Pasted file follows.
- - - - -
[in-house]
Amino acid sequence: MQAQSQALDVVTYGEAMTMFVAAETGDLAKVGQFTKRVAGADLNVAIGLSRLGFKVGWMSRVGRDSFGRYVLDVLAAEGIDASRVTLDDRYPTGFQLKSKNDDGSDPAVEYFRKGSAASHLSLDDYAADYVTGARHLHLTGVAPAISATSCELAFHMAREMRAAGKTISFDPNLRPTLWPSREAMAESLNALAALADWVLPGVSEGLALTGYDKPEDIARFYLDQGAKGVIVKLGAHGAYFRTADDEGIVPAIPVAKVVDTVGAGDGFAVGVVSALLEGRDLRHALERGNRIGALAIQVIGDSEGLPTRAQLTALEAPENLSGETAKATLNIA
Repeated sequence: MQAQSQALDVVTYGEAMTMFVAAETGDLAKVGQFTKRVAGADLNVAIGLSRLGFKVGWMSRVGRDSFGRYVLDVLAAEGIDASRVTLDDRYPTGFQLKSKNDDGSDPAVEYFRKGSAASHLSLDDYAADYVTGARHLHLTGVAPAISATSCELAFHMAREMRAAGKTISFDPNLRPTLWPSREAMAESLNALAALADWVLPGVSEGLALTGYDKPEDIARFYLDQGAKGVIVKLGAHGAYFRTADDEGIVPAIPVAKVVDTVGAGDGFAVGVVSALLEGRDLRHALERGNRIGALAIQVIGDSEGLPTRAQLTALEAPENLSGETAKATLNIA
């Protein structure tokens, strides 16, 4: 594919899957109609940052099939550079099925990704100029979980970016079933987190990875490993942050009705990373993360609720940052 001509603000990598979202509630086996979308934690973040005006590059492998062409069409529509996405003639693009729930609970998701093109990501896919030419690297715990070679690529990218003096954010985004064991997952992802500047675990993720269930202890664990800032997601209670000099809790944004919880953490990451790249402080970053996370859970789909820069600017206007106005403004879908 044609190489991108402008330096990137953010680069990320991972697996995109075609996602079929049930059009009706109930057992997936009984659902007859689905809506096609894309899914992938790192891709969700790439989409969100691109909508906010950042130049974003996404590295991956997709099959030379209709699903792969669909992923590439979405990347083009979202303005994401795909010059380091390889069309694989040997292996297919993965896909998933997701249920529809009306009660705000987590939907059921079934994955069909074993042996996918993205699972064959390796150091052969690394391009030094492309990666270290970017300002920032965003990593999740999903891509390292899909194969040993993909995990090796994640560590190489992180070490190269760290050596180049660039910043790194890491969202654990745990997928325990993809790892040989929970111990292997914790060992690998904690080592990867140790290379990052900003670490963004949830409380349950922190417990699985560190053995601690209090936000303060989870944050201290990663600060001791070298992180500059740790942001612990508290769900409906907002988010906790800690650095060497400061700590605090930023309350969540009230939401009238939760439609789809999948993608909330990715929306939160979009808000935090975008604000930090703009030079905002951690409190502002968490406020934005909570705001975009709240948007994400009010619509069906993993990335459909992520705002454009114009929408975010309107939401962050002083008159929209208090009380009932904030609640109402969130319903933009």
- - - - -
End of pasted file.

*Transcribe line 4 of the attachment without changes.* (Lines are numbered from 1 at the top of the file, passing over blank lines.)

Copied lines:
């Protein structure tokens, strides 16, 4: 594919899957109609940052099939550079099925990704100029979980970016079933987190990875490993942050009705990373993360609720940052 001509603000990598979202509630086996979308934690973040005006590059492998062409069409529509996405003639693009729930609970998701093109990501896919030419690297715990070679690529990218003096954010985004064991997952992802500047675990993720269930202890664990800032997601209670000099809790944004919880953490990451790249402080970053996370859970789909820069600017206007106005403004879908 044609190489991108402008330096990137953010680069990320991972697996995109075609996602079929049930059009009706109930057992997936009984659902007859689905809506096609894309899914992938790192891709969700790439989409969100691109909508906010950042130049974003996404590295991956997709099959030379209709699903792969669909992923590439979405990347083009979202303005994401795909010059380091390889069309694989040997292996297919993965896909998933997701249920529809009306009660705000987590939907059921079934994955069909074993042996996918993205699972064959390796150091052969690394391009030094492309990666270290970017300002920032965003990593999740999903891509390292899909194969040993993909995990090796994640560590190489992180070490190269760290050596180049660039910043790194890491969202654990745990997928325990993809790892040989929970111990292997914790060992690998904690080592990867140790290379990052900003670490963004949830409380349950922190417990699985560190053995601690209090936000303060989870944050201290990663600060001791070298992180500059740790942001612990508290769900409906907002988010906790800690650095060497400061700590605090930023309350969540009230939401009238939760439609789809999948993608909330990715929306939160979009808000935090975008604000930090703009030079905002951690409190502002968490406020934005909570705001975009709240948007994400009010619509069906993993990335459909992520705002454009114009929408975010309107939401962050002083008159929209208090009380009932904030609640109402969130319903933009």